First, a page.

Saturday, August 11, 2018

Spider Hider

You wanted the grossest, and you got it! The grossest story in the land-- SPIDER HIDER! From the December 1952 issue of Chilling Tales #13, plus more mediocre art by Vince Napoli. Ugh...













Napoli even swiped himself in this one, compare the panel at the bottom of page 4 with the illustration he did for the 'The Insistent Ghost' found in the Sept '50 issue of Weird Tales:

7 comments:

Mestiere said...

Terrific story about a veteran losing his mind. The stress of being shot down over the Pacific triggered his latent psychosis which manifested itself as delusional parasitosis. No doctor ever confirmed to the unnamed protagonist that he was carrying spiders or spider eggs. He created this fiction in his mind from listening to snippets of other people's conversations and creating connections. This tying together of unconnected things—seeing patterns where there are none—is characteristic of schizophrenia. Injuring yourself trying to get rid of the "infestation", like in the story, is common.

Good story.

anthrax2525 said...

Vince "Here's your damn pictures where's my damn check?" Napoli strikes again.

Mr. Karswell said...

Nice assessment from both of you, haha

Brian Barnes said...

I have to say the colorist gave it their all on this, that person really managed to salvage some of the artwork and make it interesting.

A tale that could be chilling but the art draws you in sometimes and then out again. I do like the splash, though.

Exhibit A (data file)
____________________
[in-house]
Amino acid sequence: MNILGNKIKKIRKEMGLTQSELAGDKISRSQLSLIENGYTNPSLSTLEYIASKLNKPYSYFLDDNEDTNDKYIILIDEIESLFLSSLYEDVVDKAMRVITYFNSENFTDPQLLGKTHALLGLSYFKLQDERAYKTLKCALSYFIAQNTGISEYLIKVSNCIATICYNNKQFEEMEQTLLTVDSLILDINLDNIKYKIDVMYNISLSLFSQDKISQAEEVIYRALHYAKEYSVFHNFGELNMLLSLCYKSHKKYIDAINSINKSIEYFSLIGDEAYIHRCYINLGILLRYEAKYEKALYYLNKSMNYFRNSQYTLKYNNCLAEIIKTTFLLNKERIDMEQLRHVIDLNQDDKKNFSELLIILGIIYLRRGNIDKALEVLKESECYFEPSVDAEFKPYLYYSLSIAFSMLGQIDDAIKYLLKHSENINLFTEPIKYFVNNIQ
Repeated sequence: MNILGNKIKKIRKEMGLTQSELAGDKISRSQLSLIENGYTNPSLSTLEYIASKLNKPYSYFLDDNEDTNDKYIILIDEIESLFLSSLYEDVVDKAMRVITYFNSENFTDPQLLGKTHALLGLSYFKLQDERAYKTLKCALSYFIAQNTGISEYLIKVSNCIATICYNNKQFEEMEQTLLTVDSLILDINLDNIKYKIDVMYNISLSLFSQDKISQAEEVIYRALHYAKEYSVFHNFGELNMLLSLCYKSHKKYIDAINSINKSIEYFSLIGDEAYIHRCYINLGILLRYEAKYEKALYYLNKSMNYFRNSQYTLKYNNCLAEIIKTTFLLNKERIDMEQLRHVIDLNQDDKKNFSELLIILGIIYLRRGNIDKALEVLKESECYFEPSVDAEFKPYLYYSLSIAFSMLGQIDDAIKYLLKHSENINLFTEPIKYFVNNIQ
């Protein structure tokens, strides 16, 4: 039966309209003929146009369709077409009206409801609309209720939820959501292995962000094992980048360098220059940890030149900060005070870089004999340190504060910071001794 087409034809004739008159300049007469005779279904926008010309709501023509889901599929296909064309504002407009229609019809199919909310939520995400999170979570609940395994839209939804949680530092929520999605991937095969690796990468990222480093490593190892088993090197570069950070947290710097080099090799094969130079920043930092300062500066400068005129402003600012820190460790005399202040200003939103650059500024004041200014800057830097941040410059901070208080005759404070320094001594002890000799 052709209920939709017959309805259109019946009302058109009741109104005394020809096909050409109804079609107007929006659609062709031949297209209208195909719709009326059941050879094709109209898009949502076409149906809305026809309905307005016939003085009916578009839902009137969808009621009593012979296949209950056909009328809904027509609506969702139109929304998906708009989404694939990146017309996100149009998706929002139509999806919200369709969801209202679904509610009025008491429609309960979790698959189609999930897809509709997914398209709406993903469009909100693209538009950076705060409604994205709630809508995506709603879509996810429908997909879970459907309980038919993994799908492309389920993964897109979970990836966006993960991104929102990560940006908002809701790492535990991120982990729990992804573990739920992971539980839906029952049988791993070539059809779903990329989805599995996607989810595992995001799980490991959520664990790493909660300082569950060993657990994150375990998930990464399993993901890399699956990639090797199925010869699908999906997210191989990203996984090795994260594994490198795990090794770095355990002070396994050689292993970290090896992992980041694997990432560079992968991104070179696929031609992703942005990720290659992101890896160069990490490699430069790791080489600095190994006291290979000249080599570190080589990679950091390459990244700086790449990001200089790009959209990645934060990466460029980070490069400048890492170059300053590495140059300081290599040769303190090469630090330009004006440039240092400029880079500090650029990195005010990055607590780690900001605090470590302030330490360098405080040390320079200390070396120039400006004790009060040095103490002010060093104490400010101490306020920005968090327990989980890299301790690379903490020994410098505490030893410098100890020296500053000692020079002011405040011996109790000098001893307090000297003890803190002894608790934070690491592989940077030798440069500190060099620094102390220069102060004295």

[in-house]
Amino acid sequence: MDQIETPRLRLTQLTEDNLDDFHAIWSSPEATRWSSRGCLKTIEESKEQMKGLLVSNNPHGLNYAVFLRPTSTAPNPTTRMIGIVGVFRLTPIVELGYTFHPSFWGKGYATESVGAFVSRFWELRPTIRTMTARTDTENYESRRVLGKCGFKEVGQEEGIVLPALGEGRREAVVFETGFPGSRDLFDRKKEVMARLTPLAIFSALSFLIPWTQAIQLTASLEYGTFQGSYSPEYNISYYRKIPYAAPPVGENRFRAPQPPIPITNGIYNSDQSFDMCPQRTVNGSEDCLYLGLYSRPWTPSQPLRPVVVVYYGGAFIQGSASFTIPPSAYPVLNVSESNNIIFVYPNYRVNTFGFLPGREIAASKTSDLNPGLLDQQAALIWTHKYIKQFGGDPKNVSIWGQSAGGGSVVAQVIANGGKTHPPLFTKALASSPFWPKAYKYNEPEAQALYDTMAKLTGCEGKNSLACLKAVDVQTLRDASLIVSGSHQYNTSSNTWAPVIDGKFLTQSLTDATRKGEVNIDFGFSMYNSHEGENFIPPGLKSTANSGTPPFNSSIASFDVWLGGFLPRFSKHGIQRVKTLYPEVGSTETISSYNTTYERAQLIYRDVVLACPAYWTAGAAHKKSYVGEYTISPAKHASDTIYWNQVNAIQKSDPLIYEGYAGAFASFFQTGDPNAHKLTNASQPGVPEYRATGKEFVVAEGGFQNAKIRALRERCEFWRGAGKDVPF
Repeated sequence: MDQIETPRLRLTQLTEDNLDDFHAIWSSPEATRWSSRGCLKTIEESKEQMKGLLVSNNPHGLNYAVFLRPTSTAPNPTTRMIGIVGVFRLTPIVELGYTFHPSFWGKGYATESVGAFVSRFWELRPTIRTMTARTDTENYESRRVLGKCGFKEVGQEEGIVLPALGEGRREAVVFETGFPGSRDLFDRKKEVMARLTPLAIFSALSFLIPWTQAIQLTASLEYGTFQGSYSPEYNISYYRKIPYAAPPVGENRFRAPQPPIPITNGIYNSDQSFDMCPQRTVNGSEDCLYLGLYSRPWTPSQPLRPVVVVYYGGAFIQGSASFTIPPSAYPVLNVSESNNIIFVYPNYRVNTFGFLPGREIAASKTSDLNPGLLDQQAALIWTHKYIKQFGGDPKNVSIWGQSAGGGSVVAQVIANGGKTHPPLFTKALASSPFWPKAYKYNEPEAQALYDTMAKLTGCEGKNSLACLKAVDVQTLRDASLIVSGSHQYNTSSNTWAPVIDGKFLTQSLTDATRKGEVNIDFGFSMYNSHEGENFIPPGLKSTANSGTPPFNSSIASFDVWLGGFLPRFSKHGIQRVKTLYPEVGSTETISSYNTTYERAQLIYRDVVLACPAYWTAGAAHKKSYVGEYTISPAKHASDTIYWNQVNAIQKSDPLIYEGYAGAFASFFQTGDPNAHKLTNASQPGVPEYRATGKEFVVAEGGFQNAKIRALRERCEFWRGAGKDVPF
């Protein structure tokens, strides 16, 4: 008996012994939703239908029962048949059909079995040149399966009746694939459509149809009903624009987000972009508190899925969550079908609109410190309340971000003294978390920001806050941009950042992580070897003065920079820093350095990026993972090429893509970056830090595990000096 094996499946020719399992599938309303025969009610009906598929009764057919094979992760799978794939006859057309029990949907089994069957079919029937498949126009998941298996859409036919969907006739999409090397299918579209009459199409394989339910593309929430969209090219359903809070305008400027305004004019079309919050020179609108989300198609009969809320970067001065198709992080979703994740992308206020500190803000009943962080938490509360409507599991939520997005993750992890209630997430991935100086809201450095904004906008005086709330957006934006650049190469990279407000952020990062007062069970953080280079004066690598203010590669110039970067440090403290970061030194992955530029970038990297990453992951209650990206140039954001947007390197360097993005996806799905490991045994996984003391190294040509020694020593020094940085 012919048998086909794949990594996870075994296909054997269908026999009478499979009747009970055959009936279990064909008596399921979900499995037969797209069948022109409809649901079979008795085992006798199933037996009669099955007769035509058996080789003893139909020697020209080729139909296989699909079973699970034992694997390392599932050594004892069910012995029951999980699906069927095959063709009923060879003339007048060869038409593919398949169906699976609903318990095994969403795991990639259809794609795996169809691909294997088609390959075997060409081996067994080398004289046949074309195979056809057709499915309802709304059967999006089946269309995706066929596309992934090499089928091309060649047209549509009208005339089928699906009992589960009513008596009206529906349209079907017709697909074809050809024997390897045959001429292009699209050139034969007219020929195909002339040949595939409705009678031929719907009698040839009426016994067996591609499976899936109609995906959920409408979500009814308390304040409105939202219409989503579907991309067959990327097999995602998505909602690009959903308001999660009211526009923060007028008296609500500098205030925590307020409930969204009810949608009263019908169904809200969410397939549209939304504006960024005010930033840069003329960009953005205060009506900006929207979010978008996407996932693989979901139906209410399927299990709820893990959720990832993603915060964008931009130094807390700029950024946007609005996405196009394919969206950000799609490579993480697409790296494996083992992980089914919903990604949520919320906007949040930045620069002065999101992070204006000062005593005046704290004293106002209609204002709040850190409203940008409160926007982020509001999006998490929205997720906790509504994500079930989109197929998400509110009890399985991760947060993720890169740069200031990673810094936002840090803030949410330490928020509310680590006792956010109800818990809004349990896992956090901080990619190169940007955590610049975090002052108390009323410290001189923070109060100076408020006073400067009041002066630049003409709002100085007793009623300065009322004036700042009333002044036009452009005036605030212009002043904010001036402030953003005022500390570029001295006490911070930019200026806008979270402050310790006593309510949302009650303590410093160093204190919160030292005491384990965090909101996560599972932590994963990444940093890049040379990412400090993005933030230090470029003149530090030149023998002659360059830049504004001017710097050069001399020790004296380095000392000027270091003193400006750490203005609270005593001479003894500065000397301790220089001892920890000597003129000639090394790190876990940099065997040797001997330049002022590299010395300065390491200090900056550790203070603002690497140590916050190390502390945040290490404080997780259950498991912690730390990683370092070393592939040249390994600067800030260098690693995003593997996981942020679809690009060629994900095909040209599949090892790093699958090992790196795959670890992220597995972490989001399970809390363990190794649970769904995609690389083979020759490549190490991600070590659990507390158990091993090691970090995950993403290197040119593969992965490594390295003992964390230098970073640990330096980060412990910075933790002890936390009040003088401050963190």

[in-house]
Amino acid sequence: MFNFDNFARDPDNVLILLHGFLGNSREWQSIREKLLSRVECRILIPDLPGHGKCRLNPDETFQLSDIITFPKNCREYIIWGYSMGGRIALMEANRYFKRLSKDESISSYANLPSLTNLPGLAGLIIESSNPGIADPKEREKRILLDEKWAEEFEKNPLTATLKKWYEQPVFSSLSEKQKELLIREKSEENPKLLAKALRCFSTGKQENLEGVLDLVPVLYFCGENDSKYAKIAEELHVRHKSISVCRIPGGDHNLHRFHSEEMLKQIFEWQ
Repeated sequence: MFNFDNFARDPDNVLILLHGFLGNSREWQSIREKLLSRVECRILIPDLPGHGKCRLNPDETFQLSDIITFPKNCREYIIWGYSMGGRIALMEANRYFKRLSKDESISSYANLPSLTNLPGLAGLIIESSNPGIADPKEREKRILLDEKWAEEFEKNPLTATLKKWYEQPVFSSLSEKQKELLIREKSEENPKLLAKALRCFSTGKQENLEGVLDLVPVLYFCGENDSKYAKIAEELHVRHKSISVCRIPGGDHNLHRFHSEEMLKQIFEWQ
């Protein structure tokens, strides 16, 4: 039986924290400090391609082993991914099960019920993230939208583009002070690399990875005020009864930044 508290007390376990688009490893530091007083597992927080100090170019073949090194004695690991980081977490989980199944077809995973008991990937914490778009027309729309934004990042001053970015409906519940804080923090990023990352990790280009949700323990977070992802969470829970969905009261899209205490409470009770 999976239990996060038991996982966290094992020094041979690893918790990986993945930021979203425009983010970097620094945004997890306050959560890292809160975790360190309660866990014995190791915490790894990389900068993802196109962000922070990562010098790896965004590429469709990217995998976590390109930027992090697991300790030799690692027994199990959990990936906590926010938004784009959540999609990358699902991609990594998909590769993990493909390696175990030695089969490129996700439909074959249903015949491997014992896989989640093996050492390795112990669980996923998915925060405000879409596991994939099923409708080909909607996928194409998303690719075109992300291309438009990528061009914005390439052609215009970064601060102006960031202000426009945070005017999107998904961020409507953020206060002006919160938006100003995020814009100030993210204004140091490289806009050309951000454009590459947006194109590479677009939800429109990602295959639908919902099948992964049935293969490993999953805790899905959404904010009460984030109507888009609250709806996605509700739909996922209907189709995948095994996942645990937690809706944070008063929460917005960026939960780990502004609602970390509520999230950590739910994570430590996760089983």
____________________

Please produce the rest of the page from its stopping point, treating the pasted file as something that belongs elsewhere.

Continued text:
Was there no books in the 50s? No libraries? How hard is it to look up what a spider looks like? I can go outside right now and find a bunch of huge ones! It's not that hard! I always bitch about this but it seems like the easiest thing to fix!

anthrax2525 said...

But how could Napoli do so excellently in that Weird Tales illo and so poorly in this story?

I concur, Brian. If there's any kind of hero this time around, it's Color Guy.

Liz D-M said...

Ugh! Now I've got the crawlies!

Mr. Cavin said...

Yeah! Go color guy! I agree with everybody else about that.

But, uh, I also liked Napoli better this time out, too. Swipes for sure, fine, but the level of super florid, emotive outsider scribbling going on here is pretty electrifying. Yeah, he doesn't seem to bother, you know, drawing the actual things from the story all that much, but he illustrated the mounting desperate madness quite ably. It's more like a story from Raw Comics than from the pre-code Golden Age, and I'm a little bit smitten. The bottom left corner of page five and the (very similar) last panel of the story are both astounding! Or maybe counfuonding! I'll take it.